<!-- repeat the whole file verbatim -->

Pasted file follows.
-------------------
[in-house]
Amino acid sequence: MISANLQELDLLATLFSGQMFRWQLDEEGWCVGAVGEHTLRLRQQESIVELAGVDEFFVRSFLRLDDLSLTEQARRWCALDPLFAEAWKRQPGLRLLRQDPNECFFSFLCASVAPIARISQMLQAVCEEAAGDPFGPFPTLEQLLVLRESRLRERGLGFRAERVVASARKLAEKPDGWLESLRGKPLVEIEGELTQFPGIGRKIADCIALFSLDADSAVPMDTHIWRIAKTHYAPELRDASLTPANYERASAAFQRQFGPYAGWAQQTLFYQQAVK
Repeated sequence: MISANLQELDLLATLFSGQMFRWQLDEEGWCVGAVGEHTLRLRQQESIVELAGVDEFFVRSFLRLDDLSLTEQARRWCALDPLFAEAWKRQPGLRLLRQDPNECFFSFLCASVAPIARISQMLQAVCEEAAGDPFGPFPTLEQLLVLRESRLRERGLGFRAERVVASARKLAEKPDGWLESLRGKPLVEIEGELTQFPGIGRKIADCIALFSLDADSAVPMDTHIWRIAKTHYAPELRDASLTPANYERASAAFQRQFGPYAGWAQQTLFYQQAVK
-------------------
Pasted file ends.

[in-house]
Amino acid sequence: MISANLQELDLLATLFSGQMFRWQLDEEGWCVGAVGEHTLRLRQQESIVELAGVDEFFVRSFLRLDDLSLTEQARRWCALDPLFAEAWKRQPGLRLLRQDPNECFFSFLCASVAPIARISQMLQAVCEEAAGDPFGPFPTLEQLLVLRESRLRERGLGFRAERVVASARKLAEKPDGWLESLRGKPLVEIEGELTQFPGIGRKIADCIALFSLDADSAVPMDTHIWRIAKTHYAPELRDASLTPANYERASAAFQRQFGPYAGWAQQTLFYQQAVK
Repeated sequence: MISANLQELDLLATLFSGQMFRWQLDEEGWCVGAVGEHTLRLRQQESIVELAGVDEFFVRSFLRLDDLSLTEQARRWCALDPLFAEAWKRQPGLRLLRQDPNECFFSFLCASVAPIARISQMLQAVCEEAAGDPFGPFPTLEQLLVLRESRLRERGLGFRAERVVASARKLAEKPDGWLESLRGKPLVEIEGELTQFPGIGRKIADCIALFSLDADSAVPMDTHIWRIAKTHYAPELRDASLTPANYERASAAFQRQFGPYAGWAQQTLFYQQAVK